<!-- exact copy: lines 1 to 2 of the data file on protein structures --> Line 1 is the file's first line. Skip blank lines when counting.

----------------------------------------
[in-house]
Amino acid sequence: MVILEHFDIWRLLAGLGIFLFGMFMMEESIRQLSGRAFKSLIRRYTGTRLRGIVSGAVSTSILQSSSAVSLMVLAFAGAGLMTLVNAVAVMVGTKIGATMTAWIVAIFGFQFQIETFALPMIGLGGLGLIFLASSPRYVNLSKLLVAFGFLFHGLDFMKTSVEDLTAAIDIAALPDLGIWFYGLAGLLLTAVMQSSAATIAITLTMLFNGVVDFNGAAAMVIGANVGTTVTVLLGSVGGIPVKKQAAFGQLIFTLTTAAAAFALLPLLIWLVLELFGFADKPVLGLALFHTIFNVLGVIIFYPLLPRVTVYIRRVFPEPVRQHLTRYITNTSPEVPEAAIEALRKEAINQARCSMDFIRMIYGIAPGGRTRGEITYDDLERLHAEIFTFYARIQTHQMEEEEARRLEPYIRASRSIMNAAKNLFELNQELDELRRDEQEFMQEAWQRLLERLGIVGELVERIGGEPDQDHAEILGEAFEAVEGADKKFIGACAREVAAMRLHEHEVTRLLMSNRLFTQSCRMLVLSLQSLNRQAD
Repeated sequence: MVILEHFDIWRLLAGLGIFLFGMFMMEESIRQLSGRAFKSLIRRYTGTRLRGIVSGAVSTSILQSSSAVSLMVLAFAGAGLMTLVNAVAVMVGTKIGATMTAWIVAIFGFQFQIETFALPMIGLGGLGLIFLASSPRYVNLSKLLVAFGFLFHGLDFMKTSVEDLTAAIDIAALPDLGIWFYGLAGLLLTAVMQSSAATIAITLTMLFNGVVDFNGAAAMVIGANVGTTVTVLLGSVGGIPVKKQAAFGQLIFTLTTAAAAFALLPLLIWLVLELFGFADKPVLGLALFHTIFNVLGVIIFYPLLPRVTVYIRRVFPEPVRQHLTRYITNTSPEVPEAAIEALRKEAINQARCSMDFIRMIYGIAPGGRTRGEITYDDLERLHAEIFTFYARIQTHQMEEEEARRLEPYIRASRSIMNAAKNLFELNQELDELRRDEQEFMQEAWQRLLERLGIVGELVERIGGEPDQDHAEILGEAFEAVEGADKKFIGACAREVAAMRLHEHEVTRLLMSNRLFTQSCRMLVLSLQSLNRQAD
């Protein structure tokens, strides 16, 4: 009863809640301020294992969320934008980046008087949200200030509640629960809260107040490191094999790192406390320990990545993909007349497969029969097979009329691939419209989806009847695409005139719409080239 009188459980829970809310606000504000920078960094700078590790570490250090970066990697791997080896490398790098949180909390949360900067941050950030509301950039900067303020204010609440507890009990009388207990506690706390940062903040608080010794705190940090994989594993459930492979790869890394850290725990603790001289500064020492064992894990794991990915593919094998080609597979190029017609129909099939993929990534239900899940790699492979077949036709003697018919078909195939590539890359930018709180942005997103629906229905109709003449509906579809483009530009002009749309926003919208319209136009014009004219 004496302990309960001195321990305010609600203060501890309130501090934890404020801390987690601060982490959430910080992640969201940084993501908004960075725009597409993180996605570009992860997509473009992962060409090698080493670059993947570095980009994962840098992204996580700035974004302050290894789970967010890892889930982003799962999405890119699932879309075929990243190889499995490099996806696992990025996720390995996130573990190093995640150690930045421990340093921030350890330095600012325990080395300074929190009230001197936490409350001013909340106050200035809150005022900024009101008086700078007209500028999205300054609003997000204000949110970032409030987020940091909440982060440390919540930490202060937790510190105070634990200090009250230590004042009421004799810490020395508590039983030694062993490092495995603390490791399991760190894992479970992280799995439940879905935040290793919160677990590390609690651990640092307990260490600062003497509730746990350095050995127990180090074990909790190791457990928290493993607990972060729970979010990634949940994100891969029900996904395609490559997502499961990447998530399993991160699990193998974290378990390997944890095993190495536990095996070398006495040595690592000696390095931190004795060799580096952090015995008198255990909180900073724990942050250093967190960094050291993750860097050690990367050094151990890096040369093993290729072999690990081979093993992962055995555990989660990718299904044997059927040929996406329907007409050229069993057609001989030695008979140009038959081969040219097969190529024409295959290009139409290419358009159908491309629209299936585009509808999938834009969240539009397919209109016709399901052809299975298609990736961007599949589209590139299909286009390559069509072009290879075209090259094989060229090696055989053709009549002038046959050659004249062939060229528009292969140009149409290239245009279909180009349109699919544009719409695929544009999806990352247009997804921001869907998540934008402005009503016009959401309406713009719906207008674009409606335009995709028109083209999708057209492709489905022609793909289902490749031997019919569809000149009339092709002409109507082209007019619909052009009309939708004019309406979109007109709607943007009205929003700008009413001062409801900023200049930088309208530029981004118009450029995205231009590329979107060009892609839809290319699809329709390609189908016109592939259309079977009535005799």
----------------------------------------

[in-house]
Amino acid sequence: MVILEHFDIWRLLAGLGIFLFGMFMMEESIRQLSGRAFKSLIRRYTGTRLRGIVSGAVSTSILQSSSAVSLMVLAFAGAGLMTLVNAVAVMVGTKIGATMTAWIVAIFGFQFQIETFALPMIGLGGLGLIFLASSPRYVNLSKLLVAFGFLFHGLDFMKTSVEDLTAAIDIAALPDLGIWFYGLAGLLLTAVMQSSAATIAITLTMLFNGVVDFNGAAAMVIGANVGTTVTVLLGSVGGIPVKKQAAFGQLIFTLTTAAAAFALLPLLIWLVLELFGFADKPVLGLALFHTIFNVLGVIIFYPLLPRVTVYIRRVFPEPVRQHLTRYITNTSPEVPEAAIEALRKEAINQARCSMDFIRMIYGIAPGGRTRGEITYDDLERLHAEIFTFYARIQTHQMEEEEARRLEPYIRASRSIMNAAKNLFELNQELDELRRDEQEFMQEAWQRLLERLGIVGELVERIGGEPDQDHAEILGEAFEAVEGADKKFIGACAREVAAMRLHEHEVTRLLMSNRLFTQSCRMLVLSLQSLNRQAD